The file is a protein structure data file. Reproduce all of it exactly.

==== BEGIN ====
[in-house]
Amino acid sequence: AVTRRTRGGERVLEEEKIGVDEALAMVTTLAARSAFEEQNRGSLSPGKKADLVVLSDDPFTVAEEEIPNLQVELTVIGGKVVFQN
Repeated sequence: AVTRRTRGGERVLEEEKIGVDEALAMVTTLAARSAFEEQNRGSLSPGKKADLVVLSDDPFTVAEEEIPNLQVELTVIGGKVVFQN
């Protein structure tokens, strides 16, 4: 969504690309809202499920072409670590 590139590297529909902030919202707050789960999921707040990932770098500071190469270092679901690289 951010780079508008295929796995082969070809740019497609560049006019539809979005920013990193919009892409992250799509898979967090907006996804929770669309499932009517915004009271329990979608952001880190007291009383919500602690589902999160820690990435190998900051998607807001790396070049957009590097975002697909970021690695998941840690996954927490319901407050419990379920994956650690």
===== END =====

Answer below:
[in-house]
Amino acid sequence: AVTRRTRGGERVLEEEKIGVDEALAMVTTLAARSAFEEQNRGSLSPGKKADLVVLSDDPFTVAEEEIPNLQVELTVIGGKVVFQN
Repeated sequence: AVTRRTRGGERVLEEEKIGVDEALAMVTTLAARSAFEEQNRGSLSPGKKADLVVLSDDPFTVAEEEIPNLQVELTVIGGKVVFQN
């Protein structure tokens, strides 16, 4: 969504690309809202499920072409670590 590139590297529909902030919202707050789960999921707040990932770098500071190469270092679901690289 951010780079508008295929796995082969070809740019497609560049006019539809979005920013990193919009892409992250799509898979967090907006996804929770669309499932009517915004009271329990979608952001880190007291009383919500602690589902999160820690990435190998900051998607807001790396070049957009590097975002697909970021690695998941840690996954927490319901407050419990379920994956650690």